index number

Introduction

In this lesson we shall deal with index numbers which are specialised averages.

An index number is a specialised measure designed to show changes in a variable or a group of related variables with respect to time, geographical location or other characteristics. — Spiegal

Mr. Chandran was abroad for his studies. He came back to Kerala after four years having completed his studies. One day Chandran went to the nearby market. He found that prices of most commodities had changed. Some items have become costlier, while others cheaper. He told his mother about the price changes and it was bewildering to both. Similarly, the prices of various industrial out- puts are changing — increasing or decreasing.

Look at the following cases:

  1. An agricultural labourer in Kerala was getting ₹ 50 per day in 1980. Today he gets ₹ 500 per day. Does it mean that his standard of living has risen 10 times ? By how much should his salary be raised so that he is better off as before ?
  2. You might have read in business newspapers, statements such ‘Sensex’ crossing 30,000 mark and a single day rise’ of 800 points made to increase wealth of investors by 165,352 crores What exactly is SENSEX ?
  3. Within a matter of a few months, price of petroleum products has gone up by 25%. Government says, inflation rate will go up due to rise in petroleum products. How does one measure inflation ?
These are a few of many questions you confront in your daily life. Hence a single measure like average will not suffice to depict the characteristics of these related variables. So, there must be a handy statistical tool to compare changes in a group of related variables. Index number is such a measure.

What is an Index Number ?

An index number is a statistical device used to measure changes in the magnitude of a group of related variables.

Index numbers are usually expressed in terms of percentages. It measures the effect of changes over a period of time. There are two periods — current period and the base period. The period with which comparison is made is known as base period. The period for which comparison is made is known as current period. The value in the base period is given the index number 100. If you want to know how much the price changed in 2017 for the level in 2000, then 2000 becomes the base. The index number of any period is in proportion with it. Thus an index number of 300 indicates that the value is three times that of the base period.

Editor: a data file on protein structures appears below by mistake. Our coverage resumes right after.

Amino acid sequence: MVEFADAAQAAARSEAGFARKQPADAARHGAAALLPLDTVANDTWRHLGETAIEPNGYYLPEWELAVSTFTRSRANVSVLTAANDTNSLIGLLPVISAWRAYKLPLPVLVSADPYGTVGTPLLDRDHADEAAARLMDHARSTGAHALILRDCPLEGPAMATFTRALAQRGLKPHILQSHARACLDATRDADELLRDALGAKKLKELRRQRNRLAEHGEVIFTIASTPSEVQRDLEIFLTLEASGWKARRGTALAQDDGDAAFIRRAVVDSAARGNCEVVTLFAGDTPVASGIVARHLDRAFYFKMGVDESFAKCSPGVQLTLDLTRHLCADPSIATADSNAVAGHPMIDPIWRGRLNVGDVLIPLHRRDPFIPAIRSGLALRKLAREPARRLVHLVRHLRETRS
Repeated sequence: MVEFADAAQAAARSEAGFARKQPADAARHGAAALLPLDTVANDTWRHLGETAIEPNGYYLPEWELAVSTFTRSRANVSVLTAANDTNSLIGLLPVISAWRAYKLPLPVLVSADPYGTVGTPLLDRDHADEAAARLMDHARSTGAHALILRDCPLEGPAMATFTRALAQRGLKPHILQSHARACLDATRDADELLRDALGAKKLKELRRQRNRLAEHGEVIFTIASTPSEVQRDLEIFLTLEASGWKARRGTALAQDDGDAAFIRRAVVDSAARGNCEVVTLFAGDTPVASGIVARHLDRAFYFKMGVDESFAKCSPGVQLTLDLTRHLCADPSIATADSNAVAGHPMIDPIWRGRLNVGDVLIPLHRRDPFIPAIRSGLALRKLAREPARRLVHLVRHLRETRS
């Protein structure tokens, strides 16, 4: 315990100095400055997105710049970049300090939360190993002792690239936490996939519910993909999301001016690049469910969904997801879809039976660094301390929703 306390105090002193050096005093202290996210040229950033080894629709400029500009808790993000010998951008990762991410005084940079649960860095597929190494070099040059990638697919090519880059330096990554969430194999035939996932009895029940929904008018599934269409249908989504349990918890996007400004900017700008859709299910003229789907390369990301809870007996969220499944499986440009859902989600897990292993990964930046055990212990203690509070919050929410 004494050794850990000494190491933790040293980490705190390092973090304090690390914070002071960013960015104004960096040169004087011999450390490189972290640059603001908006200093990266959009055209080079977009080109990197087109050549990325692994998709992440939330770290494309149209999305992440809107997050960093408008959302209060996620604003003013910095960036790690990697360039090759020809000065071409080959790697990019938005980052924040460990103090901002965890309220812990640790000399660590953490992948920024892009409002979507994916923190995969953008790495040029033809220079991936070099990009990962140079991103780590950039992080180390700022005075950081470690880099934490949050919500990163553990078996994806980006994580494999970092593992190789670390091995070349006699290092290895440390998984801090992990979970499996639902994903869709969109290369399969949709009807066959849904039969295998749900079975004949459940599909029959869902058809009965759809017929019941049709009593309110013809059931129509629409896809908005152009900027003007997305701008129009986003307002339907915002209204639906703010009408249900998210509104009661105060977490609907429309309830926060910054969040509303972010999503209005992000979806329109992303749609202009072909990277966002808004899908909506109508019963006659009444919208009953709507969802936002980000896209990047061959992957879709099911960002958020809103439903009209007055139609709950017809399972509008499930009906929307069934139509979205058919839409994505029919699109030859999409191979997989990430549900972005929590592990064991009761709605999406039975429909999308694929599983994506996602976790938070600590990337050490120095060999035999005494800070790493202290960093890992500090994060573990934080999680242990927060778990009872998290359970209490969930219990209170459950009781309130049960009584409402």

Characteristics:

  1. Index numbers are specialised averages.
  2. Index numbers measure the net change in a group of related variables.
  3. Index numbers measure the effect of changes over a period of time.

Uses of Index Numbers:

  1. They help in framing suitable policies.
  2. They reveal trends and tendencies.
  3. Index numbers are very useful in deflating.
  4. They help in measuring the purchasing power of money.

Construction of Index Numbers

There are two methods of constructing an index number. They are:

  • I. Aggregative method, and
  • II. Method of averaging relatives.

I. Aggregative method

There are two types of index numbers under this category. They are: (i) simple aggregative price index and (ii) Weighted aggregative price index.

(i) Simple Aggregative Price Index

The formula for a simple aggregative price index is:

index number

Where,

P01 = Index number of the current year

ΣP1 = Total of current year prices of all commodities

ΣP0 = Total of base year prices of all commodities

Steps

  • i) Add the current year prices of all commodities to get ΣP1
  • ii) Add the base year prices of all commodities to get ΣP0
  • iii) Divide ΣP1 by ΣP0 and multiply the quotient by 100
  • From the data given below construct the index number for the year 2021 taking 2020 as base year.

  • Table 18.1
    Unit Commodities Price (in ₹)
    2020 2021
    Wheat quintal 200 250
    Rice " 300 400
    Pulses " 400 500
    Milk litre 2 3
    Clothing meter 3 5

    We can solve the above problem as given below.

    Table 18.2
    Unit Commodities Price (in ₹)
    2020 (P0) 2021 (P1)
    Wheat quintal 200 250
    Rice " 300 400
    Pulses " 400 500
    Milk litre 2 3
    Clothing meter 3 5
    ΣP0 = 905 ΣP1 = 1158

    Index Number of 2021 or

    \(\mathbf{P_{01}={{{\frac{ΣP_{1}}{ΣP_{0}}} }} × 100} \)

    \(\mathbf{={{{\frac{1158}{905}} }} × 100} \) = 127.96

    It means that the prices in 2021 were 27.96% higher than the prices of 2020.

  • From the following data construct price index by simple aggregative method.
  • Table 18.3
    Commodity A B C D E F